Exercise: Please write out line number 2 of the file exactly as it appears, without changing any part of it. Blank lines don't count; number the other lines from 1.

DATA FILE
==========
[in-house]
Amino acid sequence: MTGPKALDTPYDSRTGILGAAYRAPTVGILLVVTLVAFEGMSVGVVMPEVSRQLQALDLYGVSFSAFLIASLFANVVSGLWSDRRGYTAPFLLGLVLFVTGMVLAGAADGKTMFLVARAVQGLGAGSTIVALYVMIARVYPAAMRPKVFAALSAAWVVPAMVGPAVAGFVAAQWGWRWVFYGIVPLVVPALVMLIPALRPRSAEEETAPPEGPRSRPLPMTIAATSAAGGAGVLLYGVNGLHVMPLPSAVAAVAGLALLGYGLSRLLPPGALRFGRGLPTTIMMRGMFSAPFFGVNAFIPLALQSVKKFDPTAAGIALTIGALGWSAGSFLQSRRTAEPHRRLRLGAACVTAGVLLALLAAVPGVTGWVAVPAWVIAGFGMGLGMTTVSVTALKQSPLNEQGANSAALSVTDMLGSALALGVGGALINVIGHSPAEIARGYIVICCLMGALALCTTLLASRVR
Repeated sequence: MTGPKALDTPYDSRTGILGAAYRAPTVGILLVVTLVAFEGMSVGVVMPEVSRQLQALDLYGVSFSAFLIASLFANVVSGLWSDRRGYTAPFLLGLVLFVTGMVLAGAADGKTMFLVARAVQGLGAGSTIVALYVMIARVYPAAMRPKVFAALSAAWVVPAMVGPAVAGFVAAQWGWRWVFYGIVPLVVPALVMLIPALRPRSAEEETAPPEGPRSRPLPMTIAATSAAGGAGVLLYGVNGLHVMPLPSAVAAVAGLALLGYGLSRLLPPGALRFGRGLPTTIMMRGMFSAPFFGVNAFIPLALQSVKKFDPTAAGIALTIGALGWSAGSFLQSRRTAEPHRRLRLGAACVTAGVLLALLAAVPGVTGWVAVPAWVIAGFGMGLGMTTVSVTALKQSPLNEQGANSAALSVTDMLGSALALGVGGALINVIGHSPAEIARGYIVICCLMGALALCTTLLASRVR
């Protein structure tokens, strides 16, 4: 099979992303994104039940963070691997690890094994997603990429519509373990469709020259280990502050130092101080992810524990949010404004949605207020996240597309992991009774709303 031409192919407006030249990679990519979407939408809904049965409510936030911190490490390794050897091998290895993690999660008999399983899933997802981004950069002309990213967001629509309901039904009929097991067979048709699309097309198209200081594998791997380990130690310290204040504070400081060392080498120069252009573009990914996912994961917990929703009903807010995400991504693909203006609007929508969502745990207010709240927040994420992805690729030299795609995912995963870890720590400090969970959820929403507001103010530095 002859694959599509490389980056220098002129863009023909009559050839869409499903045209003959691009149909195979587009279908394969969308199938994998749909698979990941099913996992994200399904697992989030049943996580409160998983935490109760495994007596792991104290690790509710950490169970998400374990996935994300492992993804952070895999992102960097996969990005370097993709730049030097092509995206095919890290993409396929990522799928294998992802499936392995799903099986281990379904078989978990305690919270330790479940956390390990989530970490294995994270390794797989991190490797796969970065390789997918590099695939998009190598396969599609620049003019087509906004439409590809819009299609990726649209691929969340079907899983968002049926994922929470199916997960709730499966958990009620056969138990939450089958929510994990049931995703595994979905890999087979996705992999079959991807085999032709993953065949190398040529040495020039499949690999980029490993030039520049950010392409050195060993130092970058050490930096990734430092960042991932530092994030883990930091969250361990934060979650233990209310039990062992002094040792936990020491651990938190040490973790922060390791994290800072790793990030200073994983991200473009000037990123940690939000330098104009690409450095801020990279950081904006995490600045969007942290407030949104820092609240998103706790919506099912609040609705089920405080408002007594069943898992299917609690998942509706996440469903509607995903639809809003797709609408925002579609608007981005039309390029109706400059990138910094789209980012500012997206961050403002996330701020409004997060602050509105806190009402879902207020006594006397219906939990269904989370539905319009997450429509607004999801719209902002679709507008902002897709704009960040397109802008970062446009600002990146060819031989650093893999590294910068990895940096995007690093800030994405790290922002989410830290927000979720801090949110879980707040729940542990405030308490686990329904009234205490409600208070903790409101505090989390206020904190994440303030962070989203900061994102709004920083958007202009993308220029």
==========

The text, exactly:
Amino acid sequence: MTGPKALDTPYDSRTGILGAAYRAPTVGILLVVTLVAFEGMSVGVVMPEVSRQLQALDLYGVSFSAFLIASLFANVVSGLWSDRRGYTAPFLLGLVLFVTGMVLAGAADGKTMFLVARAVQGLGAGSTIVALYVMIARVYPAAMRPKVFAALSAAWVVPAMVGPAVAGFVAAQWGWRWVFYGIVPLVVPALVMLIPALRPRSAEEETAPPEGPRSRPLPMTIAATSAAGGAGVLLYGVNGLHVMPLPSAVAAVAGLALLGYGLSRLLPPGALRFGRGLPTTIMMRGMFSAPFFGVNAFIPLALQSVKKFDPTAAGIALTIGALGWSAGSFLQSRRTAEPHRRLRLGAACVTAGVLLALLAAVPGVTGWVAVPAWVIAGFGMGLGMTTVSVTALKQSPLNEQGANSAALSVTDMLGSALALGVGGALINVIGHSPAEIARGYIVICCLMGALALCTTLLASRVR